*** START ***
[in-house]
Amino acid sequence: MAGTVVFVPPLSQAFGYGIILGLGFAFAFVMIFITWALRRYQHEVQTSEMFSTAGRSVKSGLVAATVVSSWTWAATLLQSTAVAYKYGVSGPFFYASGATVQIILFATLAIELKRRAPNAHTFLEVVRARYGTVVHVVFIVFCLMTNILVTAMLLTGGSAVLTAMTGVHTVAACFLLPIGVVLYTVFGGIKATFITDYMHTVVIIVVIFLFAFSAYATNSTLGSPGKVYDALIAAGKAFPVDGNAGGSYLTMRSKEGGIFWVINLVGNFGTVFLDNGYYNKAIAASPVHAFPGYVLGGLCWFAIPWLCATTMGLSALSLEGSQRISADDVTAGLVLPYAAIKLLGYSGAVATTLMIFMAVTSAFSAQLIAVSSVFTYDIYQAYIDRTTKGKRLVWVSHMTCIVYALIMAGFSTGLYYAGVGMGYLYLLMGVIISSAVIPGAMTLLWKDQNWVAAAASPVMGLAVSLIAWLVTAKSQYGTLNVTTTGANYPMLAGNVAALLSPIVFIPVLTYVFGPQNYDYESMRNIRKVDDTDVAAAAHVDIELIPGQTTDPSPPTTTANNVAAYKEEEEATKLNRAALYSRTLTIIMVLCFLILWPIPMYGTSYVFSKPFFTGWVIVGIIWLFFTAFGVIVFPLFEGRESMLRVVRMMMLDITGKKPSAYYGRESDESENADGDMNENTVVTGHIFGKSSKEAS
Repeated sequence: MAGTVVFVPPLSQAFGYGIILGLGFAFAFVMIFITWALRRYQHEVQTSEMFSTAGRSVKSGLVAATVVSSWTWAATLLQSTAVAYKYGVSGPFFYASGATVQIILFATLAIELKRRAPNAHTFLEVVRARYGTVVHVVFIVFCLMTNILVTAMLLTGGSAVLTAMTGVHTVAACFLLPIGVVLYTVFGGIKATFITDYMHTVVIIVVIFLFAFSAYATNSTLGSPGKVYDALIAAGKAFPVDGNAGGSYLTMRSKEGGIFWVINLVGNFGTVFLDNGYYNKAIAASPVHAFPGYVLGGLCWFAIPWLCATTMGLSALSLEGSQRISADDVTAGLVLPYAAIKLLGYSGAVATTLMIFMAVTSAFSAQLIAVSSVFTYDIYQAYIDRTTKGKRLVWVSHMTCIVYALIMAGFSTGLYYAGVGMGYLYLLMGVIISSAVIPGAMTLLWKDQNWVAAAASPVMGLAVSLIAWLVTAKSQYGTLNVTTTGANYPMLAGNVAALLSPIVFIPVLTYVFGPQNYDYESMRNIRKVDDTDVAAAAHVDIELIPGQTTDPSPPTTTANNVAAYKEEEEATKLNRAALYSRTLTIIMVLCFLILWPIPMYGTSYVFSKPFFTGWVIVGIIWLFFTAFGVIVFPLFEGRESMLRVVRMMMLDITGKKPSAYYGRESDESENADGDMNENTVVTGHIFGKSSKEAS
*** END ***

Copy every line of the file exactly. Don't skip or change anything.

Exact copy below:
[in-house]
Amino acid sequence: MAGTVVFVPPLSQAFGYGIILGLGFAFAFVMIFITWALRRYQHEVQTSEMFSTAGRSVKSGLVAATVVSSWTWAATLLQSTAVAYKYGVSGPFFYASGATVQIILFATLAIELKRRAPNAHTFLEVVRARYGTVVHVVFIVFCLMTNILVTAMLLTGGSAVLTAMTGVHTVAACFLLPIGVVLYTVFGGIKATFITDYMHTVVIIVVIFLFAFSAYATNSTLGSPGKVYDALIAAGKAFPVDGNAGGSYLTMRSKEGGIFWVINLVGNFGTVFLDNGYYNKAIAASPVHAFPGYVLGGLCWFAIPWLCATTMGLSALSLEGSQRISADDVTAGLVLPYAAIKLLGYSGAVATTLMIFMAVTSAFSAQLIAVSSVFTYDIYQAYIDRTTKGKRLVWVSHMTCIVYALIMAGFSTGLYYAGVGMGYLYLLMGVIISSAVIPGAMTLLWKDQNWVAAAASPVMGLAVSLIAWLVTAKSQYGTLNVTTTGANYPMLAGNVAALLSPIVFIPVLTYVFGPQNYDYESMRNIRKVDDTDVAAAAHVDIELIPGQTTDPSPPTTTANNVAAYKEEEEATKLNRAALYSRTLTIIMVLCFLILWPIPMYGTSYVFSKPFFTGWVIVGIIWLFFTAFGVIVFPLFEGRESMLRVVRMMMLDITGKKPSAYYGRESDESENADGDMNENTVVTGHIFGKSSKEAS
Repeated sequence: MAGTVVFVPPLSQAFGYGIILGLGFAFAFVMIFITWALRRYQHEVQTSEMFSTAGRSVKSGLVAATVVSSWTWAATLLQSTAVAYKYGVSGPFFYASGATVQIILFATLAIELKRRAPNAHTFLEVVRARYGTVVHVVFIVFCLMTNILVTAMLLTGGSAVLTAMTGVHTVAACFLLPIGVVLYTVFGGIKATFITDYMHTVVIIVVIFLFAFSAYATNSTLGSPGKVYDALIAAGKAFPVDGNAGGSYLTMRSKEGGIFWVINLVGNFGTVFLDNGYYNKAIAASPVHAFPGYVLGGLCWFAIPWLCATTMGLSALSLEGSQRISADDVTAGLVLPYAAIKLLGYSGAVATTLMIFMAVTSAFSAQLIAVSSVFTYDIYQAYIDRTTKGKRLVWVSHMTCIVYALIMAGFSTGLYYAGVGMGYLYLLMGVIISSAVIPGAMTLLWKDQNWVAAAASPVMGLAVSLIAWLVTAKSQYGTLNVTTTGANYPMLAGNVAALLSPIVFIPVLTYVFGPQNYDYESMRNIRKVDDTDVAAAAHVDIELIPGQTTDPSPPTTTANNVAAYKEEEEATKLNRAALYSRTLTIIMVLCFLILWPIPMYGTSYVFSKPFFTGWVIVGIIWLFFTAFGVIVFPLFEGRESMLRVVRMMMLDITGKKPSAYYGRESDESENADGDMNENTVVTGHIFGKSSKEAS